Software applications rather than operating systems or web browsers were the favoured target of cyber attackers last year, although the total number of application vulnerabilities was significantly down compared to 2009, a new report from Microsoft has shown.
Microsoft’s latest Security Intelligence Report found that overall, the industry’s disclosure of vulnerabilities – holes in software that bad guys can exploit – has been declining since 2006. Microsoft attributed this to better development practices and quality control on the part of developers, which it said results in more secure software.
In the third quarter, the number of Java attacks increased to fourteen times the number recorded in the previous quarter, following the discovery of two vulnerabilities in the Java Virtual Machine. These flaws alone accounted for 85pc of the Java exploits detected in the second half of 2010. By the end of the year Java exploits far outnumbered all other types of software vulnerabilities such as HTML/Script, operating systems, document readers and even Adobe Flash.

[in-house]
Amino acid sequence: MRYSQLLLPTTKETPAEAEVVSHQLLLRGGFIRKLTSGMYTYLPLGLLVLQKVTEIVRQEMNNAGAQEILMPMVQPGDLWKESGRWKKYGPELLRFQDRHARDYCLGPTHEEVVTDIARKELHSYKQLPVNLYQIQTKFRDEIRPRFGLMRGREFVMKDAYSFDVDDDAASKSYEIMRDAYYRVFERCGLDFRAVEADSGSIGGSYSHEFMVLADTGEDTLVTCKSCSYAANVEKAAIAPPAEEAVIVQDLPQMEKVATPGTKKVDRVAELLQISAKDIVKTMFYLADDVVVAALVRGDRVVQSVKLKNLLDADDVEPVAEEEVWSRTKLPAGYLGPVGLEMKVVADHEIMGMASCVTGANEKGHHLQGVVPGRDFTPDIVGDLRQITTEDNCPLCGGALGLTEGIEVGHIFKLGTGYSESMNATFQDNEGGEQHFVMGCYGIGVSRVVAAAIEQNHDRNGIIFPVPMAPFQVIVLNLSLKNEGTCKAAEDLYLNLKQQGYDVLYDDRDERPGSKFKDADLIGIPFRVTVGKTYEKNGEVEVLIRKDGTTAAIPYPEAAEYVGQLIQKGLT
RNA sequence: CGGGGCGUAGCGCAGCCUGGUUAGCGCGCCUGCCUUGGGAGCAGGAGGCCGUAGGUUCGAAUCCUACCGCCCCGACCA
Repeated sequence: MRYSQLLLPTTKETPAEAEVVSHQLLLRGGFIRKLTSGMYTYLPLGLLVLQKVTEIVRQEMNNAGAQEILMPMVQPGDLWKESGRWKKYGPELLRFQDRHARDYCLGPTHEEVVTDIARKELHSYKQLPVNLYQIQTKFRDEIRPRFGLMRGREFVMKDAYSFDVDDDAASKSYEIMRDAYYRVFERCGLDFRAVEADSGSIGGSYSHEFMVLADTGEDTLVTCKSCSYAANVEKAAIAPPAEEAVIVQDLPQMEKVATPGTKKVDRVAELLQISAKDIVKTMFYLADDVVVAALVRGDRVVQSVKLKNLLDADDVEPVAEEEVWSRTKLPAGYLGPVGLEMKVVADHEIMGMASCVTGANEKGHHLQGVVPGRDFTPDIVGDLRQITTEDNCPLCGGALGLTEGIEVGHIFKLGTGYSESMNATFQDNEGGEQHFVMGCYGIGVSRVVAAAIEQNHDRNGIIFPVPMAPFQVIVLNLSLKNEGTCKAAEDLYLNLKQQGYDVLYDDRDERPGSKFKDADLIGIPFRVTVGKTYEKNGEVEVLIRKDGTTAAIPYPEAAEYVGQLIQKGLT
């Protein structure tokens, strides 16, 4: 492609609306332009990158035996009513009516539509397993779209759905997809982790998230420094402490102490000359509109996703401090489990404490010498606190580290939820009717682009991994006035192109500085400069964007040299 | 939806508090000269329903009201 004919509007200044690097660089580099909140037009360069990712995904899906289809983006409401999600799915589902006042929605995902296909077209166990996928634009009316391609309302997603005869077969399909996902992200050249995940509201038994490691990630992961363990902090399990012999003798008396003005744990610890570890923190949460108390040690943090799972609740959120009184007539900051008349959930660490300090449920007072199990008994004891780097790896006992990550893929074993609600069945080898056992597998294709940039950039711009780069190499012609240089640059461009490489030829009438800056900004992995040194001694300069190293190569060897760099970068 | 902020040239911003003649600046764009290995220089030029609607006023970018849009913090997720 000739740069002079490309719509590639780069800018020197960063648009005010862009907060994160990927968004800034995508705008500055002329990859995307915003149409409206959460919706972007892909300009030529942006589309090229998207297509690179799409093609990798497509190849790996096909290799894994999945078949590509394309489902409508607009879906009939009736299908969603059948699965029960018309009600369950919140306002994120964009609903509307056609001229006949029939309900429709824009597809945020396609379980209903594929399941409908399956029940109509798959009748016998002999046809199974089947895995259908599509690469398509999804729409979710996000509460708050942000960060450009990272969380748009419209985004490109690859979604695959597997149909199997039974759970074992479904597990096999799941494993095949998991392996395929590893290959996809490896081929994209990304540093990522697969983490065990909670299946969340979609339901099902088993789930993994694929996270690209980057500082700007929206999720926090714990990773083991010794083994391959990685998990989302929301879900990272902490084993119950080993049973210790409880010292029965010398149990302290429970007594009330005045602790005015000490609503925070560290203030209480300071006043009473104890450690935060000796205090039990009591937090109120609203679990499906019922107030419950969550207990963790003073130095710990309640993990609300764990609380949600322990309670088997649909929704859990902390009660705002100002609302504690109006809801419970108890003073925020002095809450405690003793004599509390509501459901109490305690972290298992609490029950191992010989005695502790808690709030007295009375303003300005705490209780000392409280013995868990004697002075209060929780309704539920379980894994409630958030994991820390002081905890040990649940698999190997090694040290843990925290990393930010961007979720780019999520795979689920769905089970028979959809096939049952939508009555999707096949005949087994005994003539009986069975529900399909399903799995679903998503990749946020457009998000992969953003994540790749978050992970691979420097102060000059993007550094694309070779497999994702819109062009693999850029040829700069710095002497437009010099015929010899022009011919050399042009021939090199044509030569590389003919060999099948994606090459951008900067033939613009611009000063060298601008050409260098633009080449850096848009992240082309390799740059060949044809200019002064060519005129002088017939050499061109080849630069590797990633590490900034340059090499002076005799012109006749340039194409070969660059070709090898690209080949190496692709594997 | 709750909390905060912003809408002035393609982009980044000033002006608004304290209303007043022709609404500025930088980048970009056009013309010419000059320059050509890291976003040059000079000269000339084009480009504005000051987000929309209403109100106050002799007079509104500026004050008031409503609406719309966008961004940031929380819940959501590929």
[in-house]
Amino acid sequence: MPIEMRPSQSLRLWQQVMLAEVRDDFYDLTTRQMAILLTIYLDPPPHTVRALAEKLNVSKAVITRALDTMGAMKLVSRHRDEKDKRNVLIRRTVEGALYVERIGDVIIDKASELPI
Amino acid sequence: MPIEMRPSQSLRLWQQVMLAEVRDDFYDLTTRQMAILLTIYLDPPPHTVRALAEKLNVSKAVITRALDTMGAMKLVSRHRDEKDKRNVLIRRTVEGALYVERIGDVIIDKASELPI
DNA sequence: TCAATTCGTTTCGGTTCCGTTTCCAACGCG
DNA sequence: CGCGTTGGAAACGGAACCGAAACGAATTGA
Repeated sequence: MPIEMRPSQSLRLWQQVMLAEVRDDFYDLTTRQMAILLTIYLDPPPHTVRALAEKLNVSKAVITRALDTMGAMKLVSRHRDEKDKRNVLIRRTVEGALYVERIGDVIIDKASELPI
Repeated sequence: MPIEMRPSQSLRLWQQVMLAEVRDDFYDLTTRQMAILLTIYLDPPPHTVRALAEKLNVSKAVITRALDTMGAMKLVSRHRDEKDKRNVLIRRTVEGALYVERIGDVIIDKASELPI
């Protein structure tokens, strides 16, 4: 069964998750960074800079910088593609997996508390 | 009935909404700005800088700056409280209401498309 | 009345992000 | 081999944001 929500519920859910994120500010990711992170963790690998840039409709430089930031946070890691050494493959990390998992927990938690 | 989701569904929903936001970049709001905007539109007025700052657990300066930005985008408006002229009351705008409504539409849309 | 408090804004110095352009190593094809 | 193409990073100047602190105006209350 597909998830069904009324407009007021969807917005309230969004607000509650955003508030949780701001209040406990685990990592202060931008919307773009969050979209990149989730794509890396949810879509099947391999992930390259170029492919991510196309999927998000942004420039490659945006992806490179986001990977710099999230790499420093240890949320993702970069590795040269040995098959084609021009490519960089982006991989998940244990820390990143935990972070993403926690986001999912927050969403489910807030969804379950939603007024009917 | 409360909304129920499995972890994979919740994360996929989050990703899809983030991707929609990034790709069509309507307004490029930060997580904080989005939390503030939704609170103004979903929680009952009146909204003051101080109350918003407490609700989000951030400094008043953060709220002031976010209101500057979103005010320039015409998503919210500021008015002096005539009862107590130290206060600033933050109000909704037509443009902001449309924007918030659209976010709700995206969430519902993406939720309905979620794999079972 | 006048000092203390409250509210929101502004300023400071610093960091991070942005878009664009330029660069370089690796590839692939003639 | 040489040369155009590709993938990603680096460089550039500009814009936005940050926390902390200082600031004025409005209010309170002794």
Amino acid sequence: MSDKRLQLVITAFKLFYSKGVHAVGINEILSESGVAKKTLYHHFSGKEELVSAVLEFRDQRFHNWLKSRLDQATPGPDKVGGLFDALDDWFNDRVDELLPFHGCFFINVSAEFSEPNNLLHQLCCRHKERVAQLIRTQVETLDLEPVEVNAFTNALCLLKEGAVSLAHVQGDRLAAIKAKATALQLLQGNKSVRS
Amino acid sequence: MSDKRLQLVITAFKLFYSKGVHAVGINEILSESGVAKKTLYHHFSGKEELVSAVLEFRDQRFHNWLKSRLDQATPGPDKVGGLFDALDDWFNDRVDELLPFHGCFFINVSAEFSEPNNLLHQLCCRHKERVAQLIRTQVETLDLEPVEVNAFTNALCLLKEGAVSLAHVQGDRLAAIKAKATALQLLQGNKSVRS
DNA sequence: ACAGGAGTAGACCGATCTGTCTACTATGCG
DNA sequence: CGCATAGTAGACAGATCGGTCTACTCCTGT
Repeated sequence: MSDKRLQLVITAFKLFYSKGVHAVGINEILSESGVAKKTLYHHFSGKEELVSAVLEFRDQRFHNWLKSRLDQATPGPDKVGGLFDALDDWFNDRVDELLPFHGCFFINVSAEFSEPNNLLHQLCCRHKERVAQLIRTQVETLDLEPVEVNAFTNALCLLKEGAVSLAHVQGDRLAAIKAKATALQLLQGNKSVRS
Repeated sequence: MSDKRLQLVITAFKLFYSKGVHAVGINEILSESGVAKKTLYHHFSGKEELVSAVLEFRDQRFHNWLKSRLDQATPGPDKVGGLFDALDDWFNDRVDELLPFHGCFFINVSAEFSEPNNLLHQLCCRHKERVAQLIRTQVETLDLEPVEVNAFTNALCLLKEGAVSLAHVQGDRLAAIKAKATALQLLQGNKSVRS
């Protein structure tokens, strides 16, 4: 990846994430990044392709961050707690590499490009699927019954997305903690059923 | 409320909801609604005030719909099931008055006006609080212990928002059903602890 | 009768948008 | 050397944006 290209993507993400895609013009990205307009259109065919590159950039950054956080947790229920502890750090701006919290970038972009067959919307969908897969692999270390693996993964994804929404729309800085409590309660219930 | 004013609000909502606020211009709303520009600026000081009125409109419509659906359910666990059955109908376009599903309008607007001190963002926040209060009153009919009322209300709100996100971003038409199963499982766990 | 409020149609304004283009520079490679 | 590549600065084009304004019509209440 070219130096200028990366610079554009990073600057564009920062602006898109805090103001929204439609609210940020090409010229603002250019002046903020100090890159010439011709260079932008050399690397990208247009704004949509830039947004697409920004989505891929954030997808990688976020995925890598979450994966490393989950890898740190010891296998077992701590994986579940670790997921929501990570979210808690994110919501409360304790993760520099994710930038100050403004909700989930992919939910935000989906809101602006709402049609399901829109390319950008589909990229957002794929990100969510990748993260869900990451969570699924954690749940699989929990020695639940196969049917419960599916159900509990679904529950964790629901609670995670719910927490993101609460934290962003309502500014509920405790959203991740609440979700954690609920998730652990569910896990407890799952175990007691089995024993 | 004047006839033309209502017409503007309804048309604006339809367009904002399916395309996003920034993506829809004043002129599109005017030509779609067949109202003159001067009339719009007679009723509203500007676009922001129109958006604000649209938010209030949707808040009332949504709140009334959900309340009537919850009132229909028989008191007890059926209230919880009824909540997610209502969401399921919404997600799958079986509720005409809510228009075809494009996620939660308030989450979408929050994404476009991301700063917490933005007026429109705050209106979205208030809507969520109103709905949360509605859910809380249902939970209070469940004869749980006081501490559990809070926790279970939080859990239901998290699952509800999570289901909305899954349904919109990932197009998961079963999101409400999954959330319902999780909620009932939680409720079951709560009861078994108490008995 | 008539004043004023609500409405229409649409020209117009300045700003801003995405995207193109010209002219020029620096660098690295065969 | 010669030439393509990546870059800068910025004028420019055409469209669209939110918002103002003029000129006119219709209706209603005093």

Drop-offs in flow of spam
The flow of spam also saw two massive drop-offs during last year, in September and December, which Microsoft said was due to the elimination of two sources – the Cutwail Spambot and Rustock. While Cutwail was taken out as part of an operation by security researchers, Rustock re-emerged in January and has begun sending spam again.
Now in its tenth year, Microsoft’s Security Intelligence Report provides in-depth perspectives on software vulnerabilities, exploits, malicious and potentially unwanted software and security breaches in both Microsoft and third party software.
The full report can be downloaded here.
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